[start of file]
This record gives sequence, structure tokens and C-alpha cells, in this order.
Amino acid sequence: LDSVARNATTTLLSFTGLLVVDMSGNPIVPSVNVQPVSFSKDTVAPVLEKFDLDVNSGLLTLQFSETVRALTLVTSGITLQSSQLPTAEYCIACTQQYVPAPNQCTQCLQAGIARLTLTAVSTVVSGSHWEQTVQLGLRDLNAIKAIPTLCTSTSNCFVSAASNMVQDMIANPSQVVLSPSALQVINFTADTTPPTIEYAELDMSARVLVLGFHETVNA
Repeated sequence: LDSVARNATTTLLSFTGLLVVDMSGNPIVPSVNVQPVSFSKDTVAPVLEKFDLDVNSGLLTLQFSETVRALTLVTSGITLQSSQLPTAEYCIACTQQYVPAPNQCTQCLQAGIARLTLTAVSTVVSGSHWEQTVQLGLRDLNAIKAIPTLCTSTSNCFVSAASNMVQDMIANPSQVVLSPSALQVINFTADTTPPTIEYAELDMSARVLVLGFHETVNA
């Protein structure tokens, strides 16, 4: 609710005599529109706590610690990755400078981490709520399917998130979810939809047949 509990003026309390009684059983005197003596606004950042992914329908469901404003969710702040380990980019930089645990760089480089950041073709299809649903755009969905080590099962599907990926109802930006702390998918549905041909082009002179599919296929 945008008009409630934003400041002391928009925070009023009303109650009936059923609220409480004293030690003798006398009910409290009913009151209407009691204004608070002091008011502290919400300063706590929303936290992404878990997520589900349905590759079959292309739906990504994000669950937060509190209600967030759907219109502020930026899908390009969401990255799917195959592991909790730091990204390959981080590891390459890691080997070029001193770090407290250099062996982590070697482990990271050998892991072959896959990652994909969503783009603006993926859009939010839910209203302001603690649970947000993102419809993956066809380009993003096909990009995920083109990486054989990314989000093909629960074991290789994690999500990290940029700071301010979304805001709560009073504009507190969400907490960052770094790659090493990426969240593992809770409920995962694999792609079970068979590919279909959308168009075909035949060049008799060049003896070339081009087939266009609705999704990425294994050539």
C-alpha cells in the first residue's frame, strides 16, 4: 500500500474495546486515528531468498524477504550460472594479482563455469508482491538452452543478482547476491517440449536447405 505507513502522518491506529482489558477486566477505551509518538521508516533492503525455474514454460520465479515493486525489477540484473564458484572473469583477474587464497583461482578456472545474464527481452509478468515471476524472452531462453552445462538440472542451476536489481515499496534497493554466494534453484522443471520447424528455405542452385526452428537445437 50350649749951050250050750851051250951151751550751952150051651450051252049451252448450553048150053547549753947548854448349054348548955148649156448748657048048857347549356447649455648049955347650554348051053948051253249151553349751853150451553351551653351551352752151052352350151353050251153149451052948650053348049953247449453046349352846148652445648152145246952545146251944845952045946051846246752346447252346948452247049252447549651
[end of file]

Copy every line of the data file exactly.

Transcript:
This record gives sequence, structure tokens and C-alpha cells, in this order.
Amino acid sequence: LDSVARNATTTLLSFTGLLVVDMSGNPIVPSVNVQPVSFSKDTVAPVLEKFDLDVNSGLLTLQFSETVRALTLVTSGITLQSSQLPTAEYCIACTQQYVPAPNQCTQCLQAGIARLTLTAVSTVVSGSHWEQTVQLGLRDLNAIKAIPTLCTSTSNCFVSAASNMVQDMIANPSQVVLSPSALQVINFTADTTPPTIEYAELDMSARVLVLGFHETVNA
Repeated sequence: LDSVARNATTTLLSFTGLLVVDMSGNPIVPSVNVQPVSFSKDTVAPVLEKFDLDVNSGLLTLQFSETVRALTLVTSGITLQSSQLPTAEYCIACTQQYVPAPNQCTQCLQAGIARLTLTAVSTVVSGSHWEQTVQLGLRDLNAIKAIPTLCTSTSNCFVSAASNMVQDMIANPSQVVLSPSALQVINFTADTTPPTIEYAELDMSARVLVLGFHETVNA
């Protein structure tokens, strides 16, 4: 609710005599529109706590610690990755400078981490709520399917998130979810939809047949 509990003026309390009684059983005197003596606004950042992914329908469901404003969710702040380990980019930089645990760089480089950041073709299809649903755009969905080590099962599907990926109802930006702390998918549905041909082009002179599919296929 945008008009409630934003400041002391928009925070009023009303109650009936059923609220409480004293030690003798006398009910409290009913009151209407009691204004608070002091008011502290919400300063706590929303936290992404878990997520589900349905590759079959292309739906990504994000669950937060509190209600967030759907219109502020930026899908390009969401990255799917195959592991909790730091990204390959981080590891390459890691080997070029001193770090407290250099062996982590070697482990990271050998892991072959896959990652994909969503783009603006993926859009939010839910209203302001603690649970947000993102419809993956066809380009993003096909990009995920083109990486054989990314989000093909629960074991290789994690999500990290940029700071301010979304805001709560009073504009507190969400907490960052770094790659090493990426969240593992809770409920995962694999792609079970068979590919279909959308168009075909035949060049008799060049003896070339081009087939266009609705999704990425294994050539």
C-alpha cells in the first residue's frame, strides 16, 4: 500500500474495546486515528531468498524477504550460472594479482563455469508482491538452452543478482547476491517440449536447405 505507513502522518491506529482489558477486566477505551509518538521508516533492503525455474514454460520465479515493486525489477540484473564458484572473469583477474587464497583461482578456472545474464527481452509478468515471476524472452531462453552445462538440472542451476536489481515499496534497493554466494534453484522443471520447424528455405542452385526452428537445437 50350649749951050250050750851051250951151751550751952150051651450051252049451252448450553048150053547549753947548854448349054348548955148649156448748657048048857347549356447649455648049955347650554348051053948051253249151553349751853150451553351551653351551352752151052352350151353050251153149451052948650053348049953247449453046349352846148652445648152145246952545146251944845952045946051846246752346447252346948452247049252447549651